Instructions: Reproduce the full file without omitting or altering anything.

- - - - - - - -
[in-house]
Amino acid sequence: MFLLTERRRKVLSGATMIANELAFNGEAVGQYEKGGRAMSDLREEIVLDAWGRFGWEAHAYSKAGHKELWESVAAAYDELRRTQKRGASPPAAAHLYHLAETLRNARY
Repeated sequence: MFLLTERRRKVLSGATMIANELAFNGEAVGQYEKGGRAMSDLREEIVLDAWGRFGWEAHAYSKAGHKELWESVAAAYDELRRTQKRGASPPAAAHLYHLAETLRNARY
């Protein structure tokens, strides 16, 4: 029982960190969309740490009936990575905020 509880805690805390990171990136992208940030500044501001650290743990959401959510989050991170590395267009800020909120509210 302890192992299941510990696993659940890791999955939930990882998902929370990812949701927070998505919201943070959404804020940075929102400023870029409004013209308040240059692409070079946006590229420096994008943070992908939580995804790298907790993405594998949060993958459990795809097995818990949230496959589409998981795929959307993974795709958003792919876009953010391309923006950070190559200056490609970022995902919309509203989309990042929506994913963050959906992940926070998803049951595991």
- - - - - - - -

[in-house]
Amino acid sequence: MFLLTERRRKVLSGATMIANELAFNGEAVGQYEKGGRAMSDLREEIVLDAWGRFGWEAHAYSKAGHKELWESVAAAYDELRRTQKRGASPPAAAHLYHLAETLRNARY
Repeated sequence: MFLLTERRRKVLSGATMIANELAFNGEAVGQYEKGGRAMSDLREEIVLDAWGRFGWEAHAYSKAGHKELWESVAAAYDELRRTQKRGASPPAAAHLYHLAETLRNARY
């Protein structure tokens, strides 16, 4: 029982960190969309740490009936990575905020 509880805690805390990171990136992208940030500044501001650290743990959401959510989050991170590395267009800020909120509210 302890192992299941510990696993659940890791999955939930990882998902929370990812949701927070998505919201943070959404804020940075929102400023870029409004013209308040240059692409070079946006590229420096994008943070992908939580995804790298907790993405594998949060993958459990795809097995818990949230496959589409998981795929959307993974795709958003792919876009953010391309923006950070190559200056490609970022995902919309509203989309990042929506994913963050959906992940926070998803049951595991």